Archive for May, 2009

Report Card on The War on Drugs

05/26/2009

is well documented by the Sentencing Project, the national drugs policy which emphasized and funded punishment and incarceration over treatment is one the primary reasons for the explosive growth in of the prison system in the United States over the past 25 years. The policy, a failed one, as acknowledged by the Obama administration, has affected all aspect of the justice system and, consequently, the American Society. The policy has reeked havoc on communities of black and brown communities: putting young men and women in prison, disrupting their lives, separating them from their families, and giving them a felony along with all of the attending consequence. Key indicators of the “War on Drugs” on American communities in general reveal:

 Drug arrest have tripled in the last 25 years
 Marijuana possession arrest accounted for 79% of the growth in drug arrest in the 1990s
 Nearly a half-million (493,800) persons are in state or federal prison or local jail for a drug offense, compared to an estimate 41,100 in 1980
  Nearly 6 in 10 in state prison for a drug offense have no history of violent or high-level drug selling activity
 African Americans comprise 14% if regular drug users, but are 37% of those arrested for drug offences and 56% of persons in state prison for drug offenses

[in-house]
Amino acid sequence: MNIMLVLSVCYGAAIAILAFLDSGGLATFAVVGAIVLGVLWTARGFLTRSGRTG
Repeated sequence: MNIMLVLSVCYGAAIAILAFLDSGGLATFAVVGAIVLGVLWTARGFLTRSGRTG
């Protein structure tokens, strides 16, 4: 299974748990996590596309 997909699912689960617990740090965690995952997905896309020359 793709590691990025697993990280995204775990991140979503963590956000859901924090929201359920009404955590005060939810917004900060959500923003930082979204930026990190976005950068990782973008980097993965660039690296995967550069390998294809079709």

 African Americans serve almost as much time in federal prison for a drug offense (58.7 months) as whites do for a violent offense (61.7 months)
 Persons in prison with a history of regular drug use are less than half as likely to be receiving treatment

What is to be done:

The human cost of mass incarceration is increasingly visible, and so, too, are the economic costs. According to the Pew Center on the States, total state general fund expenditures on corrections rose 315 percent from 1987 to 2007, while 13 states devote more than $1 billion per year out of general funds to their corrections departments. (At nearly $9 billion, California’s annual spending on corrections leads the nation.) There is empirical evidence, as reflected above, to show that the “War on Drugs” has been harmful, resulting in mass incarceration, broken lives, and wasteful spending at the expense of education and developmental services. In simple terms, what needs to be done is to take the money that is being spent on incarcerating persons for what has now become to be seen as a public health problem  and refocus the money at community based and capacity building level because it’s better for public safety and will save money and rebuild lives.

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